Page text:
Increasing cardiac procedural volume, a shortage of practicing cardiac anesthesiologists, and growth in specialist physician compensation would be expected to increase cardiac anesthesiologist compensation and work load. Additionally, more cardiac anesthesiologists are graduating from accredited fellowships and completing echocardiography certification. The Society of Cardiovascular Anesthesiologists (SCA) biannual salary survey longitudinally measures these data; we analyzed these data from 2010 to 2020 and hypothesized survey respondent inflation-adjusted total compensation, work load, and training would increase. For the primary outcome, we adjusted the median reported annual gross taxable income for inflation using the Consumer Price Index and then used linear regression to assess changes in inflation-adjusted median compensation. For the secondary outcomes, we analyzed the number of cardiac anesthetics managed annually and the most common care delivery staffing ratios. For the tertiary outcomes, we assessed changes in the proportion of respondents reporting transesophageal echocardiography (TEE) certification and completion of a 12-month cardiac anesthesia fellowship. We performed sensitivity analyses adjusting for yearly proportions of academic and private practice respondents.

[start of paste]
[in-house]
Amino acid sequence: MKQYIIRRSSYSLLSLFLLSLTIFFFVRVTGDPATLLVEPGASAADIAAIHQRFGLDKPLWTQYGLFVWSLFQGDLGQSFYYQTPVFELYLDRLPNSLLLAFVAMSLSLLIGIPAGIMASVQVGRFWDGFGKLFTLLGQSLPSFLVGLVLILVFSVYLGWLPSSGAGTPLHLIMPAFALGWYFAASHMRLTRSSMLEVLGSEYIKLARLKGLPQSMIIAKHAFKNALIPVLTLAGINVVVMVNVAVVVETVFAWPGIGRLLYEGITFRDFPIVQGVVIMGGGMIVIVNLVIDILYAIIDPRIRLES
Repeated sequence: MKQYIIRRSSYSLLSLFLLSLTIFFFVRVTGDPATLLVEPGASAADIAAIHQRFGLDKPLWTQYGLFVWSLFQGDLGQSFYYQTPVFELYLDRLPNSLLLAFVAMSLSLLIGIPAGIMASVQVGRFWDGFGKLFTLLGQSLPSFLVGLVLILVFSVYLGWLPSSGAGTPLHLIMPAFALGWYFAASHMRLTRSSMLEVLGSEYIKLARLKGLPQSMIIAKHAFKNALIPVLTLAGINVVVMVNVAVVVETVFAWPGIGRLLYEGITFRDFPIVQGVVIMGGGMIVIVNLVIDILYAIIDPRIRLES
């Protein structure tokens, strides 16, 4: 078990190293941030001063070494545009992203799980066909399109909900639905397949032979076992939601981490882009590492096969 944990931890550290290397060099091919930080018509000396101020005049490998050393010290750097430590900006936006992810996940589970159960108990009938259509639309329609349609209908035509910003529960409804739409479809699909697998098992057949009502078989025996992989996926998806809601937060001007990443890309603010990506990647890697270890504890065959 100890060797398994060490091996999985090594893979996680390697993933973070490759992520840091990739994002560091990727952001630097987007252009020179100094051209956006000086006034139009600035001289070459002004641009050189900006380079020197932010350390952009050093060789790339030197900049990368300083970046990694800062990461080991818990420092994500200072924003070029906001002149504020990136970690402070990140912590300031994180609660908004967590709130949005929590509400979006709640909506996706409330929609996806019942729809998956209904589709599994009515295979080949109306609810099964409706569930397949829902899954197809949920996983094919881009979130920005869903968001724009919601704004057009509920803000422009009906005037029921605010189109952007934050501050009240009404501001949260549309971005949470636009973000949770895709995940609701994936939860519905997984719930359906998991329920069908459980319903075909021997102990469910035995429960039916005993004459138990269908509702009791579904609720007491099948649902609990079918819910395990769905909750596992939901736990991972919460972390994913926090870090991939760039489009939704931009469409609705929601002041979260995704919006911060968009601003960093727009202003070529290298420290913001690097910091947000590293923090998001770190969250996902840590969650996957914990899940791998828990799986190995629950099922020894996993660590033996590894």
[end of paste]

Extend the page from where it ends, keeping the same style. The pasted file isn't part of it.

Annual survey response rates ranged from 8% to 17%. From 2010 to 2020, respondents reported a continuously compounded inflation-adjusted compensation decrease of 1.1% (95% confidence interval [CI], −1.6% to −0.6%; P = .003), equivalent to a total inflation-adjusted salary reduction of 10%. In sensitivity analysis, private practice respondents reported a continuously compounded compensation loss of −0.8% (95% CI, −1.4% to −0.2%; P = .022), while academic respondents reported no significant change (continuously compounded change, 0.4%; 95% CI, −0.4% to 1.1%; P = .23). The percentage of respondents managing more than 150 cardiac anesthetics per year increased from 26% in 2010 to 43% in 2020 (adjusted odds ratio [aOR], 1.03 per year; 95% CI, 1.03–1.04; P < .001). The proportion of respondents reporting high-ratio care models increased from 31% to 41% (aOR, 1.01 per year; 95% CI, 1.01–1.02; P < .001). Reported TEE certification increased from 69% to 90% (aOR, 1.10 per year; 95% CI, 1.10–1.11; P < .001); reported fellowship training increased from 63% to 82% (aOR, 1.15 per year; 95% CI, 1.14–1.16; P < .001). After adjusting for the proportion of academic or private practice survey respondents, SCA salary survey respondents reported decreasing inflation-adjusted compensation, rising volumes of cardiac anesthetics, and increasing levels of formal training in the 2010 to 2020 period. Future surveys measuring burnout and job satisfaction are needed to assess the association of increasing work and lower compensation with attrition in cardiac anesthesiologists.